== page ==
Hollande and Merkel comfort debt ridden EU

Hollande and Merkel comfort debt ridden EU

Hollande and Merkel comfort debt ridden EU

German Chancellor Angela Merkel and new French President Francois Hollande brief the media during a meeting at the chancellery in Berlin on May 15. AFP Photo

New French President François Hollande and German Chancellor Angela Merkel met in Berlin May 15 and acknowledged their differing opinions over how to boost growth in Europe, but pledged to forge a joint approach in time for a European Union summit next month.

Hollande jetted to Berlin only hours after being sworn in to meet Merkel for the first time, arriving over an hour late after his plane was hit by lightning and he was forced to return briefly to Paris. The aircraft returned to the Villacoublay Air Base outside Paris and Hollande continued to Berlin on another plane.
“We’re very glad that he came to us in Germany on the day of his inauguration, and we’re even more glad that he did so although lightning struck [his plane],” Merkel said as she opened the press conference.

‘We are aware of our responsibility’

“Perhaps this is a good omen for our cooperation.” The meeting was being watched closely for signs the leaders of Europe’s biggest economies would be able to move beyond a war of words over how to resolve the debt crisis that now threatens to tear apart the 13-year-old currency bloc. “We are aware of our responsibility, as Germany and France, for a good development in Europe,” Merkel told reporters at a joint news conference with Hollande in the German capital. “Carried by this spirit, I believe we will of course find solutions for the different problems.” Hollande said he wants to work with Germany “for the good of Europe” and that he envisions “a balanced and respectful relationship,” adding that he was prepared to put “everything on the table” at the upcoming summit. They said the goal was to present joint proposals at an EU summit in late June. Instead of reopening Merkel’s “fiscal compact,” they are expected to complement it with a new “growth pact.”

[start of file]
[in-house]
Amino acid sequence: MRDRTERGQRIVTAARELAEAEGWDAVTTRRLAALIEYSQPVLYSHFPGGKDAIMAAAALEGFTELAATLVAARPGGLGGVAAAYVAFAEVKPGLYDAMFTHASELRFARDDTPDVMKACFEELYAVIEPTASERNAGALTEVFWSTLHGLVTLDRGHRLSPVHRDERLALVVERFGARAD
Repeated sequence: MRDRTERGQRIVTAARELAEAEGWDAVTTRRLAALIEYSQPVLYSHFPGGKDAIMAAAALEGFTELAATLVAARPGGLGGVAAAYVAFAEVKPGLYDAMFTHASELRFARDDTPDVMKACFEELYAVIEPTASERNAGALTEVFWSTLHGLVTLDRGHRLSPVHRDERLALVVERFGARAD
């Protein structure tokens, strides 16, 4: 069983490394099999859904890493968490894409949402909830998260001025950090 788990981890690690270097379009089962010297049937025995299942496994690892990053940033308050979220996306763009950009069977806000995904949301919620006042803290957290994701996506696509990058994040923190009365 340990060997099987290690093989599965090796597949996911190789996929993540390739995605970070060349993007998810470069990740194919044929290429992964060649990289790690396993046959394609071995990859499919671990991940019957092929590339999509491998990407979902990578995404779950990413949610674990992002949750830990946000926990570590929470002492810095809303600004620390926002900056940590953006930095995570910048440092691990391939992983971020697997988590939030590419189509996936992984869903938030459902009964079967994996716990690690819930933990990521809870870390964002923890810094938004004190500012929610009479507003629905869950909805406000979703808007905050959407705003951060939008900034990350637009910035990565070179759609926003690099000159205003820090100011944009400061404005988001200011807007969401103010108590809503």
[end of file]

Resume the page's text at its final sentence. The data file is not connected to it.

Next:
Common stance on Greece

Hollande sharply criticized Merkel during his election campaign for insisting on tough austerity to bring down suffocating debt levels across the eurozone. “I said it during my election campaign and I say it again now as president that I want to renegotiate what has been agreed to include a growth dimension,” Hollande said. Both Merkel and Hollande said they wanted to keep Greece in the group of nations using the euro currency and that they wanted to help produce growth in Greece, but that existing agreements had to be maintained. “I hope that the Greeks can express in these elections their attachment to the eurozone,” Hollande said. Merkel was blunter about the significance of the election.

“We have to respect the fact that there are new elections in Greece,” she said. “We will make clear that we have the wish that Greece can stay in the eurozone, that its citizens will vote on that, and that part of this is that the agreements of the memorandum (with creditors) must be kept to.” After the news conference, the two leaders dined on lamb schnitzel and asparagus on the eighth floor of the Chancellery, overlooking the Tiergarten Park and the Reichstag Parliament building. Aides said they had a broad conversation on topics ranging from economic and foreign policy to bilateral issues.

Compiled from Reuters, AP and AFP stories by the Daily News staff.